UN report says at least 400 people died in political violence

Between 400 and 500 people were killed and thousands wounded in Togo during political violence earlier this year and state authorities must shoulder most of the blame, the United Nations said on Monday.

In a long-awaited report, the UN High Commissioner for Human Rights, Louise Arbour, referred to "the massive nature and gravity of human rights violations as evidenced by the high number of victims -- between 400 and 500 dead and thousands wounded."

Previous estimates of the death toll had ranged from the Interior Ministry's 69, to Western diplomats saying that more than 100 people had been killed and the Togolese League of Human Rights putting the number of dead at more than 800.

Violence first erupted in this tiny West African nation in February when the death of President Gnassingbe Eyadema brought his 38-year rule to a sudden end and prompted his son Faure Gnassingbe to seize power.

In the face of international condemnation, Gnassingbe agreed to step down and hold elections. He eventually won the ballot but the opposition denounced the polls as rigged, and more widespread violence ensued, sending thousands of Togolese fleeing east to Benin and west to Ghana to seek refuge.

"The country has regularly experienced cycles of violence as different electoral processes have been carried out. But with the election on 24 April 2005, the violence seemed to reach a degree never seen before," Arbour said in her 49-page report, written on the basis of a visit by her agency to Togo in mid June.

"The principal responsibility for the political violence and the violations of human rights (resided with) the state security apparatus," she said. "The reactions of the security forces were excessive in relation to the demonstrations and actions of the opposition militants."

The majority of victims were killed in their own homes, the report said.

It also cited credible evidence that there had been commando units within the army who had been primed "not only to crush the demonstrators and militants but also to round up the corpses and systematically dispose of them so that they could not be counted."

Reinforcements had been bussed in from the north -- the bastion of support for the father-to-son political transition. Some soldiers had been given civilian clothes and paid to work undercover with machetes and cudgels.

Torture and inhumane treatment had also been widely deployed during the unrest, the UN human rights chief said.

Government tight-lipped, opposition calls for change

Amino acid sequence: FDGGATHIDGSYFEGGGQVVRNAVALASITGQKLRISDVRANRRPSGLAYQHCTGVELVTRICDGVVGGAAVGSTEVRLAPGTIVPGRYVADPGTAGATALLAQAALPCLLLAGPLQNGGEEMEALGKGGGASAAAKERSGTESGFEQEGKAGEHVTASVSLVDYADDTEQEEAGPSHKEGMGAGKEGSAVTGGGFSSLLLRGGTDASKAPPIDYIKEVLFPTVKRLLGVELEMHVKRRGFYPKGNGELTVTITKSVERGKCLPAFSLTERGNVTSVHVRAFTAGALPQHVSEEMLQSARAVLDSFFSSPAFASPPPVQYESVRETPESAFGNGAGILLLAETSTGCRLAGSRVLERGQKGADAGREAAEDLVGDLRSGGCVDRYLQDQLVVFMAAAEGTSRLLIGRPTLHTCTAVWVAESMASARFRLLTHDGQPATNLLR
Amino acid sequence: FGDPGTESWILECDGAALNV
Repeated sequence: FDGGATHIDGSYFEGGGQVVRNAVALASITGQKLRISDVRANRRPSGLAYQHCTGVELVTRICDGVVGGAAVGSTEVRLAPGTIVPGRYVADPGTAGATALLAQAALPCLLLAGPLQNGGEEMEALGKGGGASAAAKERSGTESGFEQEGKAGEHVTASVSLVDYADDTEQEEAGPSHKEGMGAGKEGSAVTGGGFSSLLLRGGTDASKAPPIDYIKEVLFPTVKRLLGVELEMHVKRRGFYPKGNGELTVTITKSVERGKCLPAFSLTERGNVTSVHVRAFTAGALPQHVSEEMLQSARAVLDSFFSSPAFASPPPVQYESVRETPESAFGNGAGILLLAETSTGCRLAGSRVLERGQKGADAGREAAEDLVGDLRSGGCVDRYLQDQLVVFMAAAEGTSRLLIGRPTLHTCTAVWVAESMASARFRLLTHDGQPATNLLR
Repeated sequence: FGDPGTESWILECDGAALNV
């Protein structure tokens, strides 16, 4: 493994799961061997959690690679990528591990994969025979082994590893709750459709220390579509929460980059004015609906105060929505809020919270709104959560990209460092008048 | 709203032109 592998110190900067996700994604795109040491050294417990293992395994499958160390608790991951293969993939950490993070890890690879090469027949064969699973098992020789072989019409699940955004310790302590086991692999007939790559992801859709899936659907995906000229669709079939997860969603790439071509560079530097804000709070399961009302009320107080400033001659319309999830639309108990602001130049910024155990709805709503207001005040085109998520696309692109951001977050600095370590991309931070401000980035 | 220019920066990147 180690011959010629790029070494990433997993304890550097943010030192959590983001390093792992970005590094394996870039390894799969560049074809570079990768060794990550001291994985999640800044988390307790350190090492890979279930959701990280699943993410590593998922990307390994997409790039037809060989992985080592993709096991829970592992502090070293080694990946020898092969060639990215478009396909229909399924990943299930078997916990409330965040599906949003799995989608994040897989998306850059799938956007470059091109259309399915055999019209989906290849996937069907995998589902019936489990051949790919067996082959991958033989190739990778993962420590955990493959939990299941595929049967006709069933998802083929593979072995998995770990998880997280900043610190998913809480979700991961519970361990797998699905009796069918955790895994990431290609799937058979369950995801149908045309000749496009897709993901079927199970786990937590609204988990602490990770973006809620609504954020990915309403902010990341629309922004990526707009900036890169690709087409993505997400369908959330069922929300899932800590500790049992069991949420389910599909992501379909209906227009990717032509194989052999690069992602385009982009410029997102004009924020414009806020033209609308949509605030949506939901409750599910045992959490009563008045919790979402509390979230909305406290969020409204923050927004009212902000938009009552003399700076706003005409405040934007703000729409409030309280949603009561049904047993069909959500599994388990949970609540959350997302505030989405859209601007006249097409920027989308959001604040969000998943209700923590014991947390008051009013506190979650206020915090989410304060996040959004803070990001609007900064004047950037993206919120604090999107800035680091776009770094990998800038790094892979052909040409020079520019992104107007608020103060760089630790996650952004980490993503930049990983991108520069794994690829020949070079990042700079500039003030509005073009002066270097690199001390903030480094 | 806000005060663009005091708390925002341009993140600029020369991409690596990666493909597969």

Togo's Communications Minister and government spokesman, Kokou Tozoun, had no immediate comment on the UN report when contacted by IRIN on Monday.

But on the official government website www.republicoftogo.com, an unsigned editorial dismissed the UN findings.

"The U.N. report seems a slapdash affair with hasty conclusions," it said. "We are allowed to doubt the seriousness of the inquiry."

President Faure Gnassingbe

The opposition, meanwhile, seized on the findings as evidence of the current government's illegitimacy.

"500 deaths so that the election of one person would be accepted!" said Jean-Pierre Fabre, the secretary-general of the main opposition party, the Union of Forces for Change (UFC).

"A regime which installs itself by massacring innocent people cannot have any legitimacy and we cannot accept it," he told IRIN.

However, while the UN report laid the bulk of the responsibility at the state's door, the opposition activists did not escape criticism.

"Their responsibility cannot be put to one side," Arbour said.

Opposition groups carried out serious acts of violence that took numerous victims and looted and destroyed property belonging to suspected members of ruling party, the report said.

Arbour also took aim at the leaders of the opposition parties.

"The main consequence of their lack of global strategy and coordination, notably at the start of the crisis, was that their militants were not contained," she said.

End the political impasse

The UN human rights chief also noted the current political impasse in Togo. Although the new government that took office in June sported some faces from outside the ruling party, most opposition leaders refused to join.

Arbour urged the Togolese authorities to reopen negotiations with the opposition and civil society groups to try to form a so-called government of national unity.



However on Monday, the main UFC opposition party said it was not in a mood to negotiate.

"We continue to say that there need to be new elections," Fabre said.

Arbour suggested that the United Nations and the Economic Community of West African States should also send a new mission to Togo to "underline.... their determination to finding a solution to the country's crisis".

On human rights reforms, she called on Gnassingbe to make his national commission of inquiry more credible by opening it up to representatives from non-governmental organisations involved in human rights work, and ensuring its members were independent from the ruling party.

The Togolese army, long the preserve of the ruling family's Kabiye ethnic group, also needed overhauling, Arbour said.

"This reform, under the supervision of the United Nations, should aim to transform the army at its roots into an... apolitical army, representative of the cultural and ethnic diversity of Togolese society and one that respects human rights," she said.

The Togolese League of Human Rights welcomed the UN findings and called on the government to end the culture of impunity in Togo.

"The authorities must wake up to the catastrophic state of human rights in Togo, and things need to get going to improve the situation," Togo Ata Apedo Amah, the secretary-general of the group, told IRIN.

"We cannot live perpetually in a situation where anyone is allowed to do anything because he has a gun in his hand."